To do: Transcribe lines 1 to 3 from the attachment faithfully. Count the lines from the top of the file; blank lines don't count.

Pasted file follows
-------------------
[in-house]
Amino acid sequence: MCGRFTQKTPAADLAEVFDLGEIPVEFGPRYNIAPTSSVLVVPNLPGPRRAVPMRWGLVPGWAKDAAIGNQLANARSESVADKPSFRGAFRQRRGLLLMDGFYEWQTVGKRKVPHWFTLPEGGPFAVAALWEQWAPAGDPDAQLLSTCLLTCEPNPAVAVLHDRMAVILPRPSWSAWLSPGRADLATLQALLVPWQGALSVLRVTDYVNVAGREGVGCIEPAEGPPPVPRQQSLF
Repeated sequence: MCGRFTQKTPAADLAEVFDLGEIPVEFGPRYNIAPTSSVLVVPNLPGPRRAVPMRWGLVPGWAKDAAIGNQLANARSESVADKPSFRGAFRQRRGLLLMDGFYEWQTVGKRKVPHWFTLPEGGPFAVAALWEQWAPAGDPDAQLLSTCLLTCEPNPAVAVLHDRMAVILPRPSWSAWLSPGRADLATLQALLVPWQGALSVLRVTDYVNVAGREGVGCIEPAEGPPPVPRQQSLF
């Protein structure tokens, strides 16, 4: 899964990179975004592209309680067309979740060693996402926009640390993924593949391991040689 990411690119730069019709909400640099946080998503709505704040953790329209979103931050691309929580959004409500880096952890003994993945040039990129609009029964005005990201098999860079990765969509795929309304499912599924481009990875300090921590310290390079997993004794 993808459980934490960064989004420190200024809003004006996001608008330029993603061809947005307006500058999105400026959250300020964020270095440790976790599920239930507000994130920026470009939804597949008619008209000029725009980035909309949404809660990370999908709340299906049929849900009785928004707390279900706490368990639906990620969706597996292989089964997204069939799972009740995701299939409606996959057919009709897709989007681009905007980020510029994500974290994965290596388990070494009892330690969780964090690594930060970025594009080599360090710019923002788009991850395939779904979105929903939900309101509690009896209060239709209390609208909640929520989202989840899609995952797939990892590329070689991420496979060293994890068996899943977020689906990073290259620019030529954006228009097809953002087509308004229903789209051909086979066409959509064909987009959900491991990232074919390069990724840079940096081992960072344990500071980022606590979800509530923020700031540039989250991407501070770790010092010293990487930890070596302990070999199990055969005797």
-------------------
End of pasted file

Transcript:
[in-house]
Amino acid sequence: MCGRFTQKTPAADLAEVFDLGEIPVEFGPRYNIAPTSSVLVVPNLPGPRRAVPMRWGLVPGWAKDAAIGNQLANARSESVADKPSFRGAFRQRRGLLLMDGFYEWQTVGKRKVPHWFTLPEGGPFAVAALWEQWAPAGDPDAQLLSTCLLTCEPNPAVAVLHDRMAVILPRPSWSAWLSPGRADLATLQALLVPWQGALSVLRVTDYVNVAGREGVGCIEPAEGPPPVPRQQSLF
Repeated sequence: MCGRFTQKTPAADLAEVFDLGEIPVEFGPRYNIAPTSSVLVVPNLPGPRRAVPMRWGLVPGWAKDAAIGNQLANARSESVADKPSFRGAFRQRRGLLLMDGFYEWQTVGKRKVPHWFTLPEGGPFAVAALWEQWAPAGDPDAQLLSTCLLTCEPNPAVAVLHDRMAVILPRPSWSAWLSPGRADLATLQALLVPWQGALSVLRVTDYVNVAGREGVGCIEPAEGPPPVPRQQSLF